Macroscopic and pathohistological investigation of endarterial plaque after intraoperative balloon dilatation of the carotid artery during carotid endarterectomy Masahiro NISHIDA 1 , Takeshi SHIMA 1 , Yoshikazu OKADA 2 , Kanji YAMANE 1 , Takashi HATAYAMA 1 , Chie YAMANAKA 1 , Akihiro TOYOTA 1 , Toshihiro NISHIDA 3 1Department of Neurosurgery, Chugoku Rousai Hospital 2Department of Neurosurgery, Shimane Medical College 3Department of Pathology, Chugoku Rousai Hospital Keyword: carotid endarterectomy , percutaneous transluminal angioplasty , pathohistology , intraoperative investigation pp.1075-1082
Published Date 1998/12/10
DOI https://doi.org/10.11477/mf.1436901647
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Twelve patients associated with stenosis of the extracranial carotid artery underwent intraluminal bal-loon dilatation during carotid endarterectomy (CEA). There were 11 men and 1 woman, and age rangedfrom 56 to 73 years old. The rate of stenosis, shown by angiography, in each patient was from 60 to 85%in width. After securing carotid blood flow by a T-shaped shunt tube, a balloon catheter was inserted fromthe exposed common carotid artery into the internal carotid artery. The balloon was inflated three or fourtimes with 2.5-3.5 atm. for 30-40 seconds. Immediately after balloon dilatation, endoscopic investigationwas performed (Wolf; hard type emloscope, 2.7mm diameter). Then CEA was performed using the usualprocedure. The removed endarterial plaque was investigated pathohistologically.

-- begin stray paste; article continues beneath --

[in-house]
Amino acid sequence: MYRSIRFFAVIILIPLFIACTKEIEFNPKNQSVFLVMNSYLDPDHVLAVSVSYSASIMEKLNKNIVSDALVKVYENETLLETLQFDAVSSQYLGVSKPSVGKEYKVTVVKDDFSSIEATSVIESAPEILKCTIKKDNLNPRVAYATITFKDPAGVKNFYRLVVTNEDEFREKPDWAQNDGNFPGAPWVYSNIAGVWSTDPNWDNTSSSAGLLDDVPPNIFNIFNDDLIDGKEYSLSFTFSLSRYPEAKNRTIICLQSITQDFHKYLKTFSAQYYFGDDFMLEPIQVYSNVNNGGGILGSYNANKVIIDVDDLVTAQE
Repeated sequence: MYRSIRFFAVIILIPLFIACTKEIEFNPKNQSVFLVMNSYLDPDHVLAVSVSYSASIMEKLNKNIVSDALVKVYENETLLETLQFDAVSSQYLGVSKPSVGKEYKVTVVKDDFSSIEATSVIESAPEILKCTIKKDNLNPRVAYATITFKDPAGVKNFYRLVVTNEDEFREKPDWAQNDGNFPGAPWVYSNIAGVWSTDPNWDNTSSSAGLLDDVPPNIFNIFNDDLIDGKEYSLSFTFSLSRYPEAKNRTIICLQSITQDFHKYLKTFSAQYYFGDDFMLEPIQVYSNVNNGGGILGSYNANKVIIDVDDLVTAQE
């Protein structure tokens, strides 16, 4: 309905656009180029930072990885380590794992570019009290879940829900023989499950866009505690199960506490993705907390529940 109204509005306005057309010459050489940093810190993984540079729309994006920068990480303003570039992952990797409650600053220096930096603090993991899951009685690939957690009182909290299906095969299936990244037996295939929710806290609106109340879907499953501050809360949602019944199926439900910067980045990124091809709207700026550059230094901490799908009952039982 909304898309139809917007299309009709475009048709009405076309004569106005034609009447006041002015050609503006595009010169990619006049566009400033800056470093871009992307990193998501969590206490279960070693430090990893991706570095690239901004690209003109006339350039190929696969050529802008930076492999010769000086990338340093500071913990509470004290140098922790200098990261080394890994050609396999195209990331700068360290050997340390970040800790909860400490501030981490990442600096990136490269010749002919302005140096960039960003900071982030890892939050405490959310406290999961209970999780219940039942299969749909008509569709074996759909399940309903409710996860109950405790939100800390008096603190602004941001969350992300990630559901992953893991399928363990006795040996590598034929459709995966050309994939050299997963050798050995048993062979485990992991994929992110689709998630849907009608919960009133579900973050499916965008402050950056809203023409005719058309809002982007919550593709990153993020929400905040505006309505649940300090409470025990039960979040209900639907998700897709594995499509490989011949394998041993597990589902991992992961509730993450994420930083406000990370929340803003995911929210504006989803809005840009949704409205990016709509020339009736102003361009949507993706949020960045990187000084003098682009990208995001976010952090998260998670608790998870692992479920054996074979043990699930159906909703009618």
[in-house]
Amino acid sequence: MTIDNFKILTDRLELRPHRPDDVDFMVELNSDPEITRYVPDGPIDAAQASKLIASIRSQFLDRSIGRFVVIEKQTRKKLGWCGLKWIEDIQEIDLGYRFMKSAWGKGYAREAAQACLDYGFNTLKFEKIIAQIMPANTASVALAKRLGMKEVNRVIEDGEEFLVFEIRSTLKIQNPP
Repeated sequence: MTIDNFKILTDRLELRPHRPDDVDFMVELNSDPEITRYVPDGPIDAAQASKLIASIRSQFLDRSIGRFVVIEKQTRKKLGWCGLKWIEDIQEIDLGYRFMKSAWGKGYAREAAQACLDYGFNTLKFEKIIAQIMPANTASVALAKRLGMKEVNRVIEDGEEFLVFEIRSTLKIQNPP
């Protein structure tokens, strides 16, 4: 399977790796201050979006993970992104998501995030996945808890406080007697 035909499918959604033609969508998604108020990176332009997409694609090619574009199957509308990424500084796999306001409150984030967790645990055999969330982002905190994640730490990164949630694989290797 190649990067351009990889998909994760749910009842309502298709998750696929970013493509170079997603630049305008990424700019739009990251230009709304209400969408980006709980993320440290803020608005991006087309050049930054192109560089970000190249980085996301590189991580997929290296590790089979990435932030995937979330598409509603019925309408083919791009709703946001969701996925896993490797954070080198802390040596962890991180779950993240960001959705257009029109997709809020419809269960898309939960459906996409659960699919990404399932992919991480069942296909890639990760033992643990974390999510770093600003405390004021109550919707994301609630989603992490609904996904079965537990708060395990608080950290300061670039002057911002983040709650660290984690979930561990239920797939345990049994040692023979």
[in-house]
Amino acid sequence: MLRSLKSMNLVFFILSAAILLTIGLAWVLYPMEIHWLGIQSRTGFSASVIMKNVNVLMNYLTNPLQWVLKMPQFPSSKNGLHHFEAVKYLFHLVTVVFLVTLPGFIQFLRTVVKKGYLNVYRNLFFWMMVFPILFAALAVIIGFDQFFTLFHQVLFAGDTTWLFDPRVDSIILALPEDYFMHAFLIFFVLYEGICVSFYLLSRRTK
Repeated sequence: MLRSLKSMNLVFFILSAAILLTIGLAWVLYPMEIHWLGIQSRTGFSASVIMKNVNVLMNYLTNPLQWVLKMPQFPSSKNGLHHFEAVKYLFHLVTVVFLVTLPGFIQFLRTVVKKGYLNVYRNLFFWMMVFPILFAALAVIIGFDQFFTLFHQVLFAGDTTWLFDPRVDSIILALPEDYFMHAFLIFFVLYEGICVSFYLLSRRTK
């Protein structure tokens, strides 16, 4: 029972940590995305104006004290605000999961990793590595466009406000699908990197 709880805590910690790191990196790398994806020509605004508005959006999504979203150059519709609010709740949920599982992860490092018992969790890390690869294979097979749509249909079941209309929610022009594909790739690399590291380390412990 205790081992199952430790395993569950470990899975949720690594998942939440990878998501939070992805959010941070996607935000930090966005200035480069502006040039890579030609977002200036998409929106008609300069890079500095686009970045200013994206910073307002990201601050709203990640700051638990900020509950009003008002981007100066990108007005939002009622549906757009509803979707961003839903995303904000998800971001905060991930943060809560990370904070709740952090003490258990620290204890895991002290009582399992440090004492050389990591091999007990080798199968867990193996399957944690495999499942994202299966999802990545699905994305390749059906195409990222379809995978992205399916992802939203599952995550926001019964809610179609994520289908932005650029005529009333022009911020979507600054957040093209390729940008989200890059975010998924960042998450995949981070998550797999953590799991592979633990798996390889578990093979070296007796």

In macroscopic and encloscopic findings, there were 6 patients with mural thrombosis, 4 patients withlaceration of the intima, and one patient with outflow of atheroma from the intima. Only 3 patients had in-crease in lumen after balloon dilatation. In pathohistological appearance, all patients had a moderate de-gree of fibrosis, calcification, and atheroma in the cross section of the plaque. Ten patients had intramuralhemorrhage.

Three typical patients were revealed by the use of angiographical, ultrasonographical, endoscopic, andpathohistological presentation. Case 10 showed laceration of the intima by balloon dilatation, and had mod-erate increase in lumen size macroscopically and endoscopically. There were moderate cases of fibrosis,calcification, atheroma, and intramural hemorrhage. Dilatation of the lumen seemed to be accomplished bya decrease in thickness of the atheroma and intramural hemorrhage. Case 8 demonstrated an increase in lu-men size, but also laceration of the intima and outflow of atheroma from the arterial wall. There weremuch atheroma and large intramural hemorrhage in the intima, which might become a source of enbolism.Case 7 revealed no laceration of the intima and no increase in lumen size. Preoperative ultrasonography

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